Fifteen years ago most people didn't have a need for web and email so developing that need was pretty big in the first place. Some may never progress beyond that point.

    • If you are still running everything locally then 'good enough' is a moving target. I've found that my desktop requirements are dropping as I move my storage to a NAS appliance, my applications to server class hardware, etc. In business it is very much the same. Doesn't have to be the cloud.
    • by LWATCDR (28044)

      "Will my 'good enough' computer handle my photo library, my 32MP entry level camera, recognize the faces in my photo collection. "
      I hope they don't come out with 32MP entry level cameras.
      First of all even a 10 MP is good enough for some very large prints and is more than big enough for most monitors.
      Second 32MP with crappy optics will still give you crappy pictures. Optics are not driven by Moore's law.
      What hopefully will happen is that senors speed, color, and low light performance will increase. Probably

  • Get what you pay for (Score:4, Interesting)

    by mc1138 (718275) on Wednesday April 22, 2009 @04:25PM (#27678607) Homepage
    I'm all for cutting costs using an open source OS, but the problem with increasingly cheaper hardware is staying power. Yeah it might be all you need, but how long is it going to be around for. Of course the trade off is, is it cheaper to get short term cheap computers, or long term expensive computers. And, to top it all off, if we do switch to a disposable computing model will we having recycling programs in place to make sure we reuse the rare and valuable parts, and keep the really toxic parts out of landfills?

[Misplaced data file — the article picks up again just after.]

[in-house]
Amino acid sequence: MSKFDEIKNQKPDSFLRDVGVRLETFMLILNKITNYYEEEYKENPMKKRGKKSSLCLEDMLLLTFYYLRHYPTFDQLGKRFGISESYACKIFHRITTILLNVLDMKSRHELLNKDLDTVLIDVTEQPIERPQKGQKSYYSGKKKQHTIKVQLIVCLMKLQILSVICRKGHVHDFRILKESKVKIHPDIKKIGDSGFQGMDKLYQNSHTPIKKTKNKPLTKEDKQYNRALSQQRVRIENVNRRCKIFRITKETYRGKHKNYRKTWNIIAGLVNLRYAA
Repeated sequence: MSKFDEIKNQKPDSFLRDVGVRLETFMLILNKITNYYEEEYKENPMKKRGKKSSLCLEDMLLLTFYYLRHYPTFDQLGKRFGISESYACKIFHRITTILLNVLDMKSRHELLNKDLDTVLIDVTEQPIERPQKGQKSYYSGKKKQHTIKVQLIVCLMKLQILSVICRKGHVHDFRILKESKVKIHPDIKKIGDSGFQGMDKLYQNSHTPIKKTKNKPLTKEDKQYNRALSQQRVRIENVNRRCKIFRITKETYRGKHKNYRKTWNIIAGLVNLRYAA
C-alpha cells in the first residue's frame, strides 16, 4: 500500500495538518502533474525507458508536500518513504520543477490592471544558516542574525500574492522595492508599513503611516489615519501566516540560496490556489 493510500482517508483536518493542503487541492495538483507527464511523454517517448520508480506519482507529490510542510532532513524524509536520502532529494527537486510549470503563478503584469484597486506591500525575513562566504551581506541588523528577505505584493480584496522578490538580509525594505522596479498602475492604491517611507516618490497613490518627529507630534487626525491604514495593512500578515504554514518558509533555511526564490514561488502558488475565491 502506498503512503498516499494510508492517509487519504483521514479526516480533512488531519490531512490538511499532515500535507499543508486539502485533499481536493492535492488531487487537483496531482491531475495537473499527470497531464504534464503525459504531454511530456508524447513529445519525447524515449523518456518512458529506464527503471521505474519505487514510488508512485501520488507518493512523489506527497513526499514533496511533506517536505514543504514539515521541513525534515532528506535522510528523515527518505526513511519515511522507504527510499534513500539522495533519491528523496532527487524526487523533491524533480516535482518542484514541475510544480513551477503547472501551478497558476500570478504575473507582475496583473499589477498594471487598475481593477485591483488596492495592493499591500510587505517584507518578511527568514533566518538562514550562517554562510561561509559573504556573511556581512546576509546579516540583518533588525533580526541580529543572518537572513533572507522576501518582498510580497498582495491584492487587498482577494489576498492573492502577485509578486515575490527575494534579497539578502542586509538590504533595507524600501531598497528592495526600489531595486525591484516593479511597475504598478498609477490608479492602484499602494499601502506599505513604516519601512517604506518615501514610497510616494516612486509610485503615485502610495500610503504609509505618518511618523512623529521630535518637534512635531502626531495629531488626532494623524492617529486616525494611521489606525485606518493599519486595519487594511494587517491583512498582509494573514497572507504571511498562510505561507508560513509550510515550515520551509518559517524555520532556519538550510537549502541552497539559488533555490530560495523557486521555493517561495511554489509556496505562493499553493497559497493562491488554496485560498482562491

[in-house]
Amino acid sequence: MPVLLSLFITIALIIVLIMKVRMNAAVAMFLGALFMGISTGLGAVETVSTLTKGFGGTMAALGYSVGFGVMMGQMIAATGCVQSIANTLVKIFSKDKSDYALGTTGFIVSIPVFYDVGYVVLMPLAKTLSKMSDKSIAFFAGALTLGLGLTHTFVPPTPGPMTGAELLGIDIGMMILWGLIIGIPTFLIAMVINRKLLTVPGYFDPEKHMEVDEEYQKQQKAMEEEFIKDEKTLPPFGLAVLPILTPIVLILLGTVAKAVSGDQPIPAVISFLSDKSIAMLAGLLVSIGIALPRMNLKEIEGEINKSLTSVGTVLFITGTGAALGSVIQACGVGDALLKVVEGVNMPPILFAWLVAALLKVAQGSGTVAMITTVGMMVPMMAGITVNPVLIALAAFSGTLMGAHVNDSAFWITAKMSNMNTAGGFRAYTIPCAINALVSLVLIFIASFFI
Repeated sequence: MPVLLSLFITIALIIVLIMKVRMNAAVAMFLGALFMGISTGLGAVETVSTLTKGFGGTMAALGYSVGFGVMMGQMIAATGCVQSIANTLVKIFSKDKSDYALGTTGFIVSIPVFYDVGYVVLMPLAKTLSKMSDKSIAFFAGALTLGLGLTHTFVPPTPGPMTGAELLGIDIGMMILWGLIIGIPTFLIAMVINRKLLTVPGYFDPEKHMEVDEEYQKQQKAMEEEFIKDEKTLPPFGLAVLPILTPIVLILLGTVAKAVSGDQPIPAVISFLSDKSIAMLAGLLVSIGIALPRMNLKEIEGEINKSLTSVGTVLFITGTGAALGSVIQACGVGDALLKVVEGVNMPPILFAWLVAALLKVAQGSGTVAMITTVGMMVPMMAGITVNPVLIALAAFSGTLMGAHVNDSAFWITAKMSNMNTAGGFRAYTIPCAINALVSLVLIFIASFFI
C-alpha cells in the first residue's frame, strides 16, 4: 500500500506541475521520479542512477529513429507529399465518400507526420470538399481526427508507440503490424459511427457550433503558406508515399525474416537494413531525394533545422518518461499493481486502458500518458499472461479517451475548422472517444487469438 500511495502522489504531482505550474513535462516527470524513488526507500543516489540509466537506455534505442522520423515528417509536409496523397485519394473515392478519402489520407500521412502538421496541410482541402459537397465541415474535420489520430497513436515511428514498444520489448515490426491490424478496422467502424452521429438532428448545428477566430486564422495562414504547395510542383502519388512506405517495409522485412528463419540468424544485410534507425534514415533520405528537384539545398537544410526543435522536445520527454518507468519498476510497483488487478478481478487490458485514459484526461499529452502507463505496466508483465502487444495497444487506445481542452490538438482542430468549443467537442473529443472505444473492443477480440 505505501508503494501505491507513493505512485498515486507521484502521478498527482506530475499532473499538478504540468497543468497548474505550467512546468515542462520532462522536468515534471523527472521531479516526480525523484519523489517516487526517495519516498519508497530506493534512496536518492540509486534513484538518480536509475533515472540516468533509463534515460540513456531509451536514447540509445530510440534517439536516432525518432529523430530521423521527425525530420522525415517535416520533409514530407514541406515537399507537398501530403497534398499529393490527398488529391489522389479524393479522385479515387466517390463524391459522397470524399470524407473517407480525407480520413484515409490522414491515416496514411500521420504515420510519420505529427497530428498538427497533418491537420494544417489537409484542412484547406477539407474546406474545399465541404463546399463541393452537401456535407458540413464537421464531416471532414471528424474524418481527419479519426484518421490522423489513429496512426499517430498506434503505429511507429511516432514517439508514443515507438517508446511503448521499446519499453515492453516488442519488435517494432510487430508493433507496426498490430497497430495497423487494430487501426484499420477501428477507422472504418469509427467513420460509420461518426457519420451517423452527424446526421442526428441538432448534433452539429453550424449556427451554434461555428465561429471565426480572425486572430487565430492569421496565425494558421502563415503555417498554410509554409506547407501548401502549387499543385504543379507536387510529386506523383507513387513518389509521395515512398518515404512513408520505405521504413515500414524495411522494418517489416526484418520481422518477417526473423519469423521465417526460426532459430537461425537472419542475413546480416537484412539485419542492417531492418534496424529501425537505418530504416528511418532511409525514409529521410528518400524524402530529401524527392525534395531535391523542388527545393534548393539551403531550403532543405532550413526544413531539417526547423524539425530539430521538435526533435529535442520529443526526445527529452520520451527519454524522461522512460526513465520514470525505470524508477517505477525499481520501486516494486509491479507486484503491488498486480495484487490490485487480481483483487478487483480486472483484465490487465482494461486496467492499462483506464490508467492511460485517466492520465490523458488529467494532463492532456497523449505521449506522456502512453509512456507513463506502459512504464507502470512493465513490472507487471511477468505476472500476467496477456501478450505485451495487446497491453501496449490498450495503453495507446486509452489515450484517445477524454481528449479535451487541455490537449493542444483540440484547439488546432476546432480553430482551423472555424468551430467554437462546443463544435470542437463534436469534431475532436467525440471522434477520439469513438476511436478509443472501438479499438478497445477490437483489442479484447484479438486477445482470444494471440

• I'm all for cutting costs using an open source OS, but the problem with increasingly cheaper hardware is staying power.

      I think you're missing the point, which I take to be this: We've reached the point with regards to hardware, that we *already* have "staying power", except in all but the highest-end applications.

      Even now, what you'd most likely deem "cheap" hardware is more than capable of running the most common applications well, and the OS' themselves are sufficiently reliable that one of the compellin

  • by explosivejared (1186049) * <hagan.jaredNO@SPAMgmail.com> on Wednesday April 22, 2009 @04:25PM (#27678615)
    There is nothing particularly insightful about the article. Obviously the largest portion of the computer using population would never need cutting edge power, so effectively "good enough" has always been the paradigm. How many of us have super computers? This is just a piece with some wishful thinking hoping that people eventually see through Microsoft's coerced perpetual upgrade cycle.
  • by levell (538346) on Wednesday April 22, 2009 @04:27PM (#27678643) Homepage

    The article argues that people won't upgrade from XP - it expects that as MS tries to force them, people will migrate to Linux instead. I think as Microsoft discontinues support for XP, people will move to Windows 7 - sales of Windows based netbooks seem to be much higher than for Linux.

    Whether the same will hold true when the time comes for MS to try to get people to upgrade from Windows 7 to whatever comes next, it's too early to tell. Hopefully by then Linux will have managed to gain enough market share that most people have heard of it and/or know someone running it and the barrier to a non-MS OS will be much lower